Contents page

Index (83KB)

fencepost error

fencepost error: n. 1. A problem with the discrete equivalent of a
   boundary condition, often exhibited in programs by iterative
   loops.  From the following problem: "If you build a fence 100 feet
   long with posts 10 feet apart, how many posts do you need?"
   (Either 9 or 11 is a better answer than the obvious 10.)  For
   example, suppose you have a long list or array of items, and want
   to process items m through n; how many items are there?  The
   obvious answer is n - m, but that is off by one; the right
   answer is n - m + 1.  A program that used the `obvious'
   formula would have a fencepost error in it.  See also zeroth
   and off-by-one error, and note that not all off-by-one errors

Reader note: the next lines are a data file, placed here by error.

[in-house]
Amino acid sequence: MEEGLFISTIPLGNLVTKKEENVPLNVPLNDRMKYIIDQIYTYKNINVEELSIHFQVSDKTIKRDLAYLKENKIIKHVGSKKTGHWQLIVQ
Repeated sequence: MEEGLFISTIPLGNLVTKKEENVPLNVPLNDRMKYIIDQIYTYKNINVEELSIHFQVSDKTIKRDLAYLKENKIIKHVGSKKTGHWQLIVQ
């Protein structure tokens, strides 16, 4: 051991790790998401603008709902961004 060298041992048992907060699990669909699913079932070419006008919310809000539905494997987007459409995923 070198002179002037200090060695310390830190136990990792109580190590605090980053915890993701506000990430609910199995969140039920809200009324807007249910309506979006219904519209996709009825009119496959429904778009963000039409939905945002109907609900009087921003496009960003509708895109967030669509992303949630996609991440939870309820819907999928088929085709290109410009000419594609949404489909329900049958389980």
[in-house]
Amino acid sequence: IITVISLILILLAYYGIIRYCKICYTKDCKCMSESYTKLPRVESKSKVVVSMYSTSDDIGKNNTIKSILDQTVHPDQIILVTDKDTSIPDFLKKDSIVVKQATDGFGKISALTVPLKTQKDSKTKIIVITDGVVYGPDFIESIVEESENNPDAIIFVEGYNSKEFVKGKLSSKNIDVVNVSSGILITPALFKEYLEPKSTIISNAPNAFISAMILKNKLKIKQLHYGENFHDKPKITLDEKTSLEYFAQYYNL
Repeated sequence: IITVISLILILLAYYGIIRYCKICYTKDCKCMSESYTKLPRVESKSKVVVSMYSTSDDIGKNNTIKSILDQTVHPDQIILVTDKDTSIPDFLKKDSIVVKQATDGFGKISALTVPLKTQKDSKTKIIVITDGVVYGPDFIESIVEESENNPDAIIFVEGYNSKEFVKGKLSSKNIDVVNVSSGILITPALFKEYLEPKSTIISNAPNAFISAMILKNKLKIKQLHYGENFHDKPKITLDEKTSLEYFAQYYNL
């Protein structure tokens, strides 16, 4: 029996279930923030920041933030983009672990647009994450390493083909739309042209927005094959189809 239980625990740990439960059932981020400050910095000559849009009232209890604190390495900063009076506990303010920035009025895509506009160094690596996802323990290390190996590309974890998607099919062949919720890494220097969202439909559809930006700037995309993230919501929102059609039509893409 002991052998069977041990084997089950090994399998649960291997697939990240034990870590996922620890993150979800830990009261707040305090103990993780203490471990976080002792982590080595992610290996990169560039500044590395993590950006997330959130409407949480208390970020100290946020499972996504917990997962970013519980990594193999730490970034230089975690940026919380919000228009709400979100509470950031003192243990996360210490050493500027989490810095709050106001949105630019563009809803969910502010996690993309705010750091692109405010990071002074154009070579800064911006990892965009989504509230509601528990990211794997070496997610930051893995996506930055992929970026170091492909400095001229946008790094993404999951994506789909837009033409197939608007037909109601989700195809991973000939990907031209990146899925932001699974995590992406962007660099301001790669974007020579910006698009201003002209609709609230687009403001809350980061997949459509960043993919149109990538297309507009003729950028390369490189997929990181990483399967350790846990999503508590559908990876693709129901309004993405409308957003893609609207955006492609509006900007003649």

are fencepost errors.  The game of Musical Chairs involves a
   catastrophic off-by-one error where N people try to sit in
   N - 1 chairs, but it's not a fencepost error.  Fencepost
   errors come from counting things rather than the spaces between
   them, or vice versa, or by neglecting to consider whether one
   should count one or both ends of a row.  2. [rare] An error
   induced by unexpected regularities in input values, which can (for
   instance) completely thwart a theoretically efficient binary tree or
   hash table implementation.  (The error here involves the difference
   between expected and worst case behaviors of an algorithm.)